Too Little, Too Late

Let our journalists help you make sense of the noise: Subscribe to the Mother Jones Daily newsletter and get a recap of news that matters.

Forgive me for playing the blame game but I am angry. I was angry before Katrina pounded New Orleans as the media calmly reported the “touching” personal stories of families who paid up to $3,000 to flee the city. I was angry at the images of those too impoverished to be able to afford to leave the city – New Orleans’ poor, black community – as they filed into the Superdome to await their fate. I was angry yesterday when I heard that New Orleans was only just now being evacuated – a move that should have happened last week before the storm ever hit.

And I was angry last night to see the hypocrisy of President Bush flying over the area to express his shock and horror, knowing that in the last few years he and Congress have repeatedly cut federal funding for hurricane and flood protection to the city.

People may think it is inappropriate to play the blame game now when hundreds of bodies are being found dead. But it is not inappropriate. It is not inappropriate to point fingers knowing that this disaster was preventable. It is not inappropriate to point fingers knowing that the busses evacuating people from the city now could have been sent in before the hurricane hit, saving hundreds – maybe thousands – of lives. It is not inappropriate knowing that when the U.S. Army Corps of Engineers asked for $27 million this year to help pay for increased hurricane protection improvements, that Bush responded by offering only $3.9 million.

Now whatever sympathy New Orleans residents receive, its too little too late. The damage has been done. And Congress and President Bush and people all over the country will try to alleviate their guilt by offering a meager handout saying, “We’re so sorry you couldn’t afford to leave. We’re so sorry you didn’t have a car. We’re so sorry you could hire someone to drive you to higher ground.”

And what will these handouts do? What will happen to the people in the Lower Ninth Ward, one of the hardest hit areas of the city? These people were already among the poorest in the nation, with over 36% classified as below the poverty level. Over half the population in this ward wasn’t even in the workforce because they had given up looking for work. Now they will have lost everything they had. How will federal disaster dollars and charitable donations help them?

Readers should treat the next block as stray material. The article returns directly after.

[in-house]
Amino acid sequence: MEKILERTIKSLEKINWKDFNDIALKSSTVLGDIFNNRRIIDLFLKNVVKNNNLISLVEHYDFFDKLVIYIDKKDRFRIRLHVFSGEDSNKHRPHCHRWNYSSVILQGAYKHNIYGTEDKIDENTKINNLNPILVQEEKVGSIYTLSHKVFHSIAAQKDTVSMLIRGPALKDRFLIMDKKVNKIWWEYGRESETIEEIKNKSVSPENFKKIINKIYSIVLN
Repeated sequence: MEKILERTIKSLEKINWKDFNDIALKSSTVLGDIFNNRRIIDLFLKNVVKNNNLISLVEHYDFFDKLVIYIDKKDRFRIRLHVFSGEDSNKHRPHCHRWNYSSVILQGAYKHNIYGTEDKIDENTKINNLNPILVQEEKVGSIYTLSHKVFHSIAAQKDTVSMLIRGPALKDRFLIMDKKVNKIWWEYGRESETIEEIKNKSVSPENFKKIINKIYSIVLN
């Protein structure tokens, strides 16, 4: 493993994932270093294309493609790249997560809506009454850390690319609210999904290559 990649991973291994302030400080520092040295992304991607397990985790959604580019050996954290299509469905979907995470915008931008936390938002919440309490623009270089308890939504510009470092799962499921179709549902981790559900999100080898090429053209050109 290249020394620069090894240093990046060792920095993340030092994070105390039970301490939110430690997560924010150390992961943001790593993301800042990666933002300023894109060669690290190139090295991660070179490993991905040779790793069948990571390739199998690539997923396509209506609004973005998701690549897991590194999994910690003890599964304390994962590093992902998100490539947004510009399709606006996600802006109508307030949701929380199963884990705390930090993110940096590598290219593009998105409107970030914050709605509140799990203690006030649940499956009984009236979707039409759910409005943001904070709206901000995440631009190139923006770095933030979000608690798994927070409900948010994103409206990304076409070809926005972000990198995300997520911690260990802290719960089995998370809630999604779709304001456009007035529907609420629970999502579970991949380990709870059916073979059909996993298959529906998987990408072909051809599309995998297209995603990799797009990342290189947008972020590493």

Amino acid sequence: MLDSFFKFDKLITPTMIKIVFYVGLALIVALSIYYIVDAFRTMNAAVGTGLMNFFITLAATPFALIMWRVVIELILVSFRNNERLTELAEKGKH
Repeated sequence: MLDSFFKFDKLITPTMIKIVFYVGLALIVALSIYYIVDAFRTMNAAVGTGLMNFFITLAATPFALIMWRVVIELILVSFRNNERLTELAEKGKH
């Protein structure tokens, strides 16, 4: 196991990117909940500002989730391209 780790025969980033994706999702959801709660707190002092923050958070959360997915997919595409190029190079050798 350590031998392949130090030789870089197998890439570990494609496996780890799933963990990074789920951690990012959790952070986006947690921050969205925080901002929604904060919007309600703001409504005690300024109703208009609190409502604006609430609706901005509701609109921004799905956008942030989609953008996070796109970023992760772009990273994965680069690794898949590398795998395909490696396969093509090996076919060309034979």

EDIT: I should note that what really matters in all of this is now becoming clear: the mayor has order 1,500 police to stop rescuing people and start going after looters. Because, after all, that would be the real tragedy in all of this if some Wal-Mart lost their property.


Headshot of Editor in Chief of Mother Jones, Clara Jeffery

It sure feels that way to me, and here at Mother Jones, we’ve been thinking a lot about what journalism needs to do differently, and how we can have the biggest impact.

We kept coming back to one word: corruption. Democracy and the rule of law being undermined by those with wealth and power for their own gain. So we're launching an ambitious Mother Jones Corruption Project to do deep, time-intensive reporting on systemic corruption, and asking the MoJo community to help crowdfund it.

We aim to hire, build a team, and give them the time and space needed to understand how we got here and how we might get out. We want to dig into the forces and decisions that have allowed massive conflicts of interest, influence peddling, and win-at-all-costs politics to flourish.

It's unlike anything we've done, and we have seed funding to get started, but we're looking to raise $500,000 from readers by July when we'll be making key budgeting decisions—and the more resources we have by then, the deeper we can dig. If our plan sounds good to you, please help kickstart it with a tax-deductible donation today.

Thanks for reading—whether or not you can pitch in today, or ever, I'm glad you're with us.

Signed by Clara Jeffery

Clara Jeffery, Editor-in-Chief

payment methods

We Recommend